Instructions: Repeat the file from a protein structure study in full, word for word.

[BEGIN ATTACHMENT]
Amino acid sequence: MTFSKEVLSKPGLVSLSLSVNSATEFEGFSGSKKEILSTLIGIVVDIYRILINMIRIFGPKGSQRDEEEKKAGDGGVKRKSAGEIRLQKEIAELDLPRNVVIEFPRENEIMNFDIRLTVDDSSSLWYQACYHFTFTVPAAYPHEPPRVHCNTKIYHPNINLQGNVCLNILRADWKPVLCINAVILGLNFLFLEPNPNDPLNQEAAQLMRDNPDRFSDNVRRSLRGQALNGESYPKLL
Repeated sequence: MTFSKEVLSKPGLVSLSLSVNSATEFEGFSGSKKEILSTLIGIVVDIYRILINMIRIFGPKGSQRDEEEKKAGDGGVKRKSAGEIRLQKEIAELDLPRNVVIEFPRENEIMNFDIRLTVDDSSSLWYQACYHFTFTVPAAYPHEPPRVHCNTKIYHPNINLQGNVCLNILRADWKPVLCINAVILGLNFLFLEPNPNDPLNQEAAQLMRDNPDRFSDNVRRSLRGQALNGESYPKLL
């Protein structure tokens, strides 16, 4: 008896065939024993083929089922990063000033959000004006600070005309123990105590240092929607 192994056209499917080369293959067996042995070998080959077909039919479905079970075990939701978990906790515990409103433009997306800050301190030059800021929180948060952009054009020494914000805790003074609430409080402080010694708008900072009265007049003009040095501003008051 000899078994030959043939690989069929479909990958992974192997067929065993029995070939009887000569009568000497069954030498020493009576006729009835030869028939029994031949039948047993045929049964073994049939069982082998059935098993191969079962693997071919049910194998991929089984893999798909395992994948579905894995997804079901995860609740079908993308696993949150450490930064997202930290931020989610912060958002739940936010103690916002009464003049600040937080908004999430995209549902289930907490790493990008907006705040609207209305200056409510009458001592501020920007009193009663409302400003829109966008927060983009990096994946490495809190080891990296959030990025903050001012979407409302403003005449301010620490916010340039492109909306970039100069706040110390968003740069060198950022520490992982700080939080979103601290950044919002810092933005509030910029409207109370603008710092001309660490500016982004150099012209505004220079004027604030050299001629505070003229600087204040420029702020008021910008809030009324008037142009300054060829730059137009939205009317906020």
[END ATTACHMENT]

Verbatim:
Amino acid sequence: MTFSKEVLSKPGLVSLSLSVNSATEFEGFSGSKKEILSTLIGIVVDIYRILINMIRIFGPKGSQRDEEEKKAGDGGVKRKSAGEIRLQKEIAELDLPRNVVIEFPRENEIMNFDIRLTVDDSSSLWYQACYHFTFTVPAAYPHEPPRVHCNTKIYHPNINLQGNVCLNILRADWKPVLCINAVILGLNFLFLEPNPNDPLNQEAAQLMRDNPDRFSDNVRRSLRGQALNGESYPKLL
Repeated sequence: MTFSKEVLSKPGLVSLSLSVNSATEFEGFSGSKKEILSTLIGIVVDIYRILINMIRIFGPKGSQRDEEEKKAGDGGVKRKSAGEIRLQKEIAELDLPRNVVIEFPRENEIMNFDIRLTVDDSSSLWYQACYHFTFTVPAAYPHEPPRVHCNTKIYHPNINLQGNVCLNILRADWKPVLCINAVILGLNFLFLEPNPNDPLNQEAAQLMRDNPDRFSDNVRRSLRGQALNGESYPKLL
């Protein structure tokens, strides 16, 4: 008896065939024993083929089922990063000033959000004006600070005309123990105590240092929607 192994056209499917080369293959067996042995070998080959077909039919479905079970075990939701978990906790515990409103433009997306800050301190030059800021929180948060952009054009020494914000805790003074609430409080402080010694708008900072009265007049003009040095501003008051 000899078994030959043939690989069929479909990958992974192997067929065993029995070939009887000569009568000497069954030498020493009576006729009835030869028939029994031949039948047993045929049964073994049939069982082998059935098993191969079962693997071919049910194998991929089984893999798909395992994948579905894995997804079901995860609740079908993308696993949150450490930064997202930290931020989610912060958002739940936010103690916002009464003049600040937080908004999430995209549902289930907490790493990008907006705040609207209305200056409510009458001592501020920007009193009663409302400003829109966008927060983009990096994946490495809190080891990296959030990025903050001012979407409302403003005449301010620490916010340039492109909306970039100069706040110390968003740069060198950022520490992982700080939080979103601290950044919002810092933005509030910029409207109370603008710092001309660490500016982004150099012209505004220079004027604030050299001629505070003229600087204040420029702020008021910008809030009324008037142009300054060829730059137009939205009317906020």